Aquaphobia, I'm sorry to bug you, but what would you suggest?
  • #4
I'd be concerned that the"small plastic kitchen bowl" they put him in may have had soap residue. Beyond everything that Mothercrow mentioned (which is great advice) it would be detergents and other household chemicals possibly on the bowl that I would be worried about. Just keep doing water changes and dose with Prime or whatever water conditioner you have on hand.
  • Thread Starter
  • #5
I know, that's what I was thinking too. He was in that bowl for several hours. Her dishwasher definitely leaves residue on things.
I ended up getting paid and bought a 2.5 aquarium with a filter, some gravel as opposed to the smooth glass stones I had, and a moss ball. I was thinking about filling the aquarium and setting it up, putting a fizz tablet in there, letting it run while I went to work tonight and then placing him in there. Although I feel bad if I do because I don't want to stress him out more. For now I put the moss ball in his current bowl with him because I read it can provide oxygen and really improves water conditions and helps with bacteria. I also plan to buy peas but how do I go about feeding him with how lethargic he is? He really doesn't move anything but his fins and his gills. He hasn't even moved from the position I put him in last night when I changed the water, though he's seriously attempted. His breathing seems a lot easier this morning though.
  • Thread Starter
  • #6
And no luck on the heater, I really wanted to buy one but they were out and the cheapest was over $20.
  • #7
I wouldn't bother feeding him peas, I don't think that constipation is his problem. That's great that you got him a bigger tank! Do you have water conditioner? I would treat the water (if it's Prime you only need to add 5 drops to a 2.5 gallon tank) and move him in immediately.

  • #8
I don't know if it helps, but I was considering this heater for my small tank.

It would take longer to get to you, but it's adjustable.
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  • #9
I really do feel bad if I don't feed him though. He hasn't eaten in four days. How long can they go without food?
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  • #10
I have Bettasafe Fizz Tablet Conditioner. I set up the tank and put one in there, I'm gonna wait for it to dissolve and then move the moss ball in there too. Could I also add the Bettafix for his fin rot/fungus or is that too much stuff in his water? I don't want to do anything that could exacerbate the problems he has.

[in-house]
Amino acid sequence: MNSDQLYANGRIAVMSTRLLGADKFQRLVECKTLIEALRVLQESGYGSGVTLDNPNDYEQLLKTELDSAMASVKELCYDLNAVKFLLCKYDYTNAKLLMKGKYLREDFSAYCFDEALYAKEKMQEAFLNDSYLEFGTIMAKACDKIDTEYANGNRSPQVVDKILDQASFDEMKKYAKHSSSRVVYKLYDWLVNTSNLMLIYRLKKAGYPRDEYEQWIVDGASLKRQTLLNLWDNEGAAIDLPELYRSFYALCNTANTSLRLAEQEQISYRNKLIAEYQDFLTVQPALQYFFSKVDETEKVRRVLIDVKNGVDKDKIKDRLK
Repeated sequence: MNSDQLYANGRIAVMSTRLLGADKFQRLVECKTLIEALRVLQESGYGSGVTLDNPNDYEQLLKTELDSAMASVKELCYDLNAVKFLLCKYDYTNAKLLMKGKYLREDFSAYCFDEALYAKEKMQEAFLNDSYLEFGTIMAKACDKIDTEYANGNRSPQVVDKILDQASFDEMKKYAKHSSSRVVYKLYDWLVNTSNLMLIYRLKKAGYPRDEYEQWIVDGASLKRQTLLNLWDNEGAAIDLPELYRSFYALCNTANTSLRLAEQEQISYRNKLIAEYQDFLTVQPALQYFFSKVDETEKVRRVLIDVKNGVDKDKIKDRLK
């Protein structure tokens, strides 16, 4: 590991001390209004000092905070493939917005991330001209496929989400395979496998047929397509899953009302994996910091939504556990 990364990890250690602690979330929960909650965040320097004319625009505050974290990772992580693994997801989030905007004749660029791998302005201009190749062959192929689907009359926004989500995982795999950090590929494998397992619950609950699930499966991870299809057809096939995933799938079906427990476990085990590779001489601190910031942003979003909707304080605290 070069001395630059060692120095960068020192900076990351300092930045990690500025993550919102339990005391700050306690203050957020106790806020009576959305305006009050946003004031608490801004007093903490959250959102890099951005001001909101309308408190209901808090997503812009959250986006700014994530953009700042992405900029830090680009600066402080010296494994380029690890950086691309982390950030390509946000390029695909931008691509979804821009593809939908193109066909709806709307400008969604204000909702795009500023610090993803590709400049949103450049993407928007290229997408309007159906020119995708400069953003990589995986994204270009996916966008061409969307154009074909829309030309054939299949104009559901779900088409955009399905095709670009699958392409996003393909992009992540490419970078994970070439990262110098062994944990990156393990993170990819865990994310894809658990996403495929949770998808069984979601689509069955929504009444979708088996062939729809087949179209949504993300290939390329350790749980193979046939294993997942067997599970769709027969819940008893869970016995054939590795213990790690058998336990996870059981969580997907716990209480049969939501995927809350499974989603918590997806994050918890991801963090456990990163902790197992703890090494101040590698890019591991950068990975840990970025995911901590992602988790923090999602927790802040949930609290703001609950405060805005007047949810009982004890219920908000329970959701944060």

• #11
I recommend getting a different water conditioner. The fizz tabs only treat 2 gallons each plus they're very expensive compared to something like Prime.

Personally I wouldn't use Bettafix. The active ingredient isn't really a medication that's been proven to work on anything plus it's easy to overdose because fish with labyrinth organs like Bettas are sensitive to it.
  • Thread Starter
  • #12
I put a heater in a few hours ago and he still seems pretty bad. His eyes are black now, I can't even see his pupils well anymore and parts of his tail are just breaking off. Still not moving anything but his fins and gills. I tried to feed him with my hand and I think he managed to get a few bites, I'm leaving a few small pieces at the bottom near him in case he can move himself enough to eat it. I feel like he's just suffering. This is so awful.
  • #13
If there was soap residue in the bowl there may be no way to save him I'm afraid. I would try doing multiple water changes with dechlorinater each time to try to flush him clean but I wouldn't feed him and I recommend removing the pellets you left for him. They will only break down and foul the water.
  • Thread Starter
  • #14
Woke up to find him on the opposite side of the tank, he's finally starting to be able to move himself again. He even managed to swim up once but then nosedived back down. I think he's getting better. Full water changes? I still don't have a good way to do partial changes or take out the food I put in.
  • #15
I just purchased a turkey baster at Target for $2.99. They really are an inexpensive way to clean up waste in a small aquarium, and I have every intention of using it for water changes in my 2.5 gallon quarantine tank.
  • #16
I picked up a couple turkey basters at the dollar store
  • #17
^^ I looked, I couldn't find them, but I'll look again. ^^
  • #18
Meh. $3 isn't that much more than $1